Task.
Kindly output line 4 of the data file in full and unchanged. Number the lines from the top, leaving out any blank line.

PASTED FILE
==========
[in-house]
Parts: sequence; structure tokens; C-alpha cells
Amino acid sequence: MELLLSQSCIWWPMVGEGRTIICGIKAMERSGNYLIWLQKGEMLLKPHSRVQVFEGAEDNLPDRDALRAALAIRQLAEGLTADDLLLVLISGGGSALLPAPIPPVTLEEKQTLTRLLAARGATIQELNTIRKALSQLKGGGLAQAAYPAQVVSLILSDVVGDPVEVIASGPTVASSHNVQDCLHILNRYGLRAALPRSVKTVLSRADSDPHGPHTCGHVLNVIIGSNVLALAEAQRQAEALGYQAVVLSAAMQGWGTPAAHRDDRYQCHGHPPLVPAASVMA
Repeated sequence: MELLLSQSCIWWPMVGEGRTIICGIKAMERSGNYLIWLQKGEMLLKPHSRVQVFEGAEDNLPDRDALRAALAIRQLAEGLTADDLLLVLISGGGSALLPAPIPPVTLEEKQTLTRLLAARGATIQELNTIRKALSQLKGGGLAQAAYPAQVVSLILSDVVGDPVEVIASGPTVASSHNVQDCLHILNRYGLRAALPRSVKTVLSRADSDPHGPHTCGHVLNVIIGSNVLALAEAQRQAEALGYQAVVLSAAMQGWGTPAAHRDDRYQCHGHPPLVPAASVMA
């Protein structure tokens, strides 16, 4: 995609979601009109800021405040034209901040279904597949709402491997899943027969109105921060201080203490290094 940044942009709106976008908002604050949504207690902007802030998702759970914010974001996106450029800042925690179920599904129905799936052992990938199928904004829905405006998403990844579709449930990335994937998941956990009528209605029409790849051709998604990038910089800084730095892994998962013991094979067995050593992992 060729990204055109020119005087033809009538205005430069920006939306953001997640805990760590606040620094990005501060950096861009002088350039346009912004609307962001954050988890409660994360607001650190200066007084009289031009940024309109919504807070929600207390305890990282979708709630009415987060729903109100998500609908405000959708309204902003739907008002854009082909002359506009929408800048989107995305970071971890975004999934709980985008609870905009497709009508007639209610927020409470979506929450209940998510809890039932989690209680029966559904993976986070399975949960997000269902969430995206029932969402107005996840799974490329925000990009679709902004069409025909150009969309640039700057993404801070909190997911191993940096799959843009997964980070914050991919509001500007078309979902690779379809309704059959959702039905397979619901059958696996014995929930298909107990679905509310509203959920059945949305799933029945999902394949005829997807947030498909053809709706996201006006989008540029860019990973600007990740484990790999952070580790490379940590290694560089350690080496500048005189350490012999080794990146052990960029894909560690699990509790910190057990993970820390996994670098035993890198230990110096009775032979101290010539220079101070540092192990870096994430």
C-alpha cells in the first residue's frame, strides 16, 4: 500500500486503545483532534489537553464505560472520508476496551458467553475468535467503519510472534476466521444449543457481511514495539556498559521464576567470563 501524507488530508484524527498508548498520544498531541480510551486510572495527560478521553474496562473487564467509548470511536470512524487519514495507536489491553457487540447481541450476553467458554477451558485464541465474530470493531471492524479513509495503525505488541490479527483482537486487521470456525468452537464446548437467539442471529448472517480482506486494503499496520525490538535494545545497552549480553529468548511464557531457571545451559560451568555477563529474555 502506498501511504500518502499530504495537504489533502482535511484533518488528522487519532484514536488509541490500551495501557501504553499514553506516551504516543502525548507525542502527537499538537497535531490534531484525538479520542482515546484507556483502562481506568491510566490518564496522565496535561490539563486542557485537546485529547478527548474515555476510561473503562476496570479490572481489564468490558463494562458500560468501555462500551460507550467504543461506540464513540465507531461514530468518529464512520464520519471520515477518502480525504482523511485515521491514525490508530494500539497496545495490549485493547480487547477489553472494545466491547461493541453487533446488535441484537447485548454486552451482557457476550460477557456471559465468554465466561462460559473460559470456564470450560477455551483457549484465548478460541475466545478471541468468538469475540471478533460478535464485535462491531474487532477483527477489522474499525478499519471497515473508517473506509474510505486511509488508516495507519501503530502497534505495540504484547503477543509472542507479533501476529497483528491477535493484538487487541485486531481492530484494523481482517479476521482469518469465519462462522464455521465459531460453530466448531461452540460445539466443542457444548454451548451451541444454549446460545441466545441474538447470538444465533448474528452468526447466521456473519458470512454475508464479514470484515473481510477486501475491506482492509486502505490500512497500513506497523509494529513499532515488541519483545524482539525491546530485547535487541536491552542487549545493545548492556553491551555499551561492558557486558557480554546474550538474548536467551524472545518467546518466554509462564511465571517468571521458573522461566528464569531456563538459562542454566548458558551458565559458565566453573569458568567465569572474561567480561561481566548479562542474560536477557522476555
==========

Repeated sequence: MELLLSQSCIWWPMVGEGRTIICGIKAMERSGNYLIWLQKGEMLLKPHSRVQVFEGAEDNLPDRDALRAALAIRQLAEGLTADDLLLVLISGGGSALLPAPIPPVTLEEKQTLTRLLAARGATIQELNTIRKALSQLKGGGLAQAAYPAQVVSLILSDVVGDPVEVIASGPTVASSHNVQDCLHILNRYGLRAALPRSVKTVLSRADSDPHGPHTCGHVLNVIIGSNVLALAEAQRQAEALGYQAVVLSAAMQGWGTPAAHRDDRYQCHGHPPLVPAASVMA